I just released a new project on Sourceforge. It's something I have been working on quite a bit over the course of the past month or so (I had plenty of time while being unemployed ;). The project is named Skribler, and it is part structured editor, part framework for setting up a structured editor for domain-specific languages.
Skribler has two related goals. One is to make it easy to define custom domain-specific languages. The other is to get rid of the need for parsers by persisting the abstract syntax trees, not the source code. It is the latter which really started this work. It's really a very simple idea, and I don't know of any editor which takes this approach.
Below are two screenshots of Skribler in action. You'll probably notice the highlights on the text: this indicates the selected element and what you can do with it. It is the whole point of a structured editor that you can only do things which don't invalidate the structure.

Right now there are two languages defined in Skribler. One is a pure demonstrator based on Martin Fowler's Record Configuration language from his Language Workbenches article. The other is a lite version of WASA Templates, which is a high-level language for defining webpages by combining small templates. Skribler allows you to define the template composition, and has a basic compiler which then performs the compositions as specified. I'm using this right now to build a new personal website, and it's quite usable. Yes, I'm eating my own dogfood here. :-)
Anyway, it's alpha software, very much in the prototyping stage, and I love it! I welcome any feedback if you tried it out, as well as comments on the ideas that are behind it.
PS. If anyone is looking for a software engineer in the region of Aalst, keep on looking. I'm off the market again; starting a new job next monday. Jay!

September 23, 2009

Web = Random Acts of Kindness ?

I love this guy's take on the web. Doubly so because it's actually an optimistic view coming from a *gasp* lawyer... As usual, found through TED.

September 17, 2009

Cambrian Games

Cambrian Games is a very cool blog by Abraham Parangi. Games, graphics and ALife. 'Nuff said. Go check it out!

September 13, 2009


While on holiday in the Dordogne (go figure) I added a small animation framework to BlueSG, and here is a screenshot (which, I know, isn't animated) of it in action:

These are 512 animated fish (imagery courtesy of Lost Garden), and they are swimming at about 45fps. That may not be much, but for the simplistic thing that it is, this is fine. It is also more than enough for my current needs.

PS. If anyone in the region of Aalst is looking for a full-time software engineer, feel free to contact me.

August 29, 2009

Sustainable code

I have found the First International Workshop on Software Research and Climate Change an intriguing combination of topics. It's a workshop asking what software research can contribute to the challenge of climate change.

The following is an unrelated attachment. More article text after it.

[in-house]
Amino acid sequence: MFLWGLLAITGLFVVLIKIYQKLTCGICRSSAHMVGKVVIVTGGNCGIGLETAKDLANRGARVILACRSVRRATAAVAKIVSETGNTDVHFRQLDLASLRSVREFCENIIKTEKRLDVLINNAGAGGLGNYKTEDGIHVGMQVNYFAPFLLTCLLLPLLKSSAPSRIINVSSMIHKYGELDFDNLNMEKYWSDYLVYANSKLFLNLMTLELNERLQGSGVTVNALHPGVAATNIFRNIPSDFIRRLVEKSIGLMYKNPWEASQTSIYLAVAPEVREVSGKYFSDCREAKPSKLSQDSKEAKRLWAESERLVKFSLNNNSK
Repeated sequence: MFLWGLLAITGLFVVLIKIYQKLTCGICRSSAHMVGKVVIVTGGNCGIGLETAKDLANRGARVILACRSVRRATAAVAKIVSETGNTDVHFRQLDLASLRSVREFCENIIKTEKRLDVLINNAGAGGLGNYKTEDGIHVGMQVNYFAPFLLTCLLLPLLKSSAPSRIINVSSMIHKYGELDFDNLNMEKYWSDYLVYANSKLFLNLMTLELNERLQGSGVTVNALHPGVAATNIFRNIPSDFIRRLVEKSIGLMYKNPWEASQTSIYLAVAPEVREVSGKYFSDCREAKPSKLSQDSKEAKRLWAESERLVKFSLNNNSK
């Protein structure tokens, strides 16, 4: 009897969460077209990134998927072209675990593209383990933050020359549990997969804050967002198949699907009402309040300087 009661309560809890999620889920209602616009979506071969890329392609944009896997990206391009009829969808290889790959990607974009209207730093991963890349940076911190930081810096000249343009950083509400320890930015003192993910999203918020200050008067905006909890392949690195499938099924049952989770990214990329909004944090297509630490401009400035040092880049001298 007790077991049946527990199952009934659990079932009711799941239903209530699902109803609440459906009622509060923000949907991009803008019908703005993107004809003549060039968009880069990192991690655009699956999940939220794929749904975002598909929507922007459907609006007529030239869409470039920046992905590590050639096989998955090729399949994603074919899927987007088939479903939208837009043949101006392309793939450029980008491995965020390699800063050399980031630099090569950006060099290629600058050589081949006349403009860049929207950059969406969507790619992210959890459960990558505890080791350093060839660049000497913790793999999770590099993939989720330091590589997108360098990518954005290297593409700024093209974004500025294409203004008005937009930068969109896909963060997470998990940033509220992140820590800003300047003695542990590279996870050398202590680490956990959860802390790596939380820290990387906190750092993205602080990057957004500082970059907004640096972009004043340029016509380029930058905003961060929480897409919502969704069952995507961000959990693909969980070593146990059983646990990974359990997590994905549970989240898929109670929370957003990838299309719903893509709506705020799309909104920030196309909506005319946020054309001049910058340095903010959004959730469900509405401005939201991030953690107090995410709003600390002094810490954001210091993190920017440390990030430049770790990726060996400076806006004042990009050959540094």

There are certainly a number of things we can do, but I can really only come up with supporting tasks. I was hoping there is something more fundamental to be found in software research.

Here is a point against this hope: the fact that all software seems to expand to consume the available resources. And when the machine is no longer able to keep up we simply ask for a new and bigger machine. After all, there will always be a better machine right ? (Thank you, Moore's law!)

In terms of climate change this is similar to saying that we let the system grow until it consumes all available resources (air, water, food,...), after which we ask for a new and bigger Earth. After all, there's always a better Earth, right ? Right ? Erm, wait...

So one solution to the climate change problem lies in finding a way to double the Earth's resources every 18 months or so. I'm guessing that's going to be a tough target to hit.

The really interesting question to me is how to grow software without it outgrowing the machines it's on. If we knew the answer to that we would not only improve the overall state of software, but we might actually have something essential to contribute to the problem of climate change.

Sustainable code, it's a great idea.

Anyone know how to get there ?

August 26, 2009

Dan Pink on the science of motivation

I found the following talk through TED. It's a case made by Dan Pink against sticks and carrots. And it's based on actual science. Warning: this may start you questioning what you think you know about motivation (which is, of course, the whole point).

Dan Pink owns a blog, which is a fun read. Given his postings of XKCD and Dilbert comics I somewhat suspect him of being a geek.

PS. If you're not following TED: shame on you!

August 24, 2009

Nerds, Jocks, and Lockers

I love the story behind this math teacher's challenge. I heard a different version of this where it was a guard doing rounds and toggling the state of cell doors. The question at the end was how many convicts could just walk out after the guard had finished his rounds. I actually turned this into an exercise for first year students of the course "computertechnologie" back in my predoc years at Ghent. The catch was that they had to code up the algorithm in Motorola MC68000 assembler (most did a great job too). Yup, fun times.

August 07, 2009

First go at Rhonda

I talked about Rhonda in a previous post, stating that I couldn't wait to get my hands on it. Well the Rhonda developers must have been listening because they released a first beta shortly after. Before I get to my impressions, here is a quick model I made using the beta:

Okay, so it's not exactly worthy of the museum, but it was a nice initial test. And my impressions after making it are these: Rhonda is fun, but not as intuitive as I had hoped. The drawing part is very straightforward of course, especially if you're using a pen tablet. The problem is positioning your model in such a way that what you draw ends up in the right place and adds to the model. The control scheme for doing that is, sofar, not nice. My model never seems to twist quite the way I want it to. And once you have drawn more than a handful of lines they start hampering your visibility.

All in all I feel that (so far) Google SketchUp is quite a bit more straightforward to use than Rhonda. Here is a model I made in SketchUp:

But then again, this model has no organic shapes to it. I wouldn't want to create a model of a tree in SketchUp. For such things freehand drawing still seems like the way to go. So I'll experiment with Rhonda some more, and will definitely be trying the next beta. But dear developers: please give me better control over my model !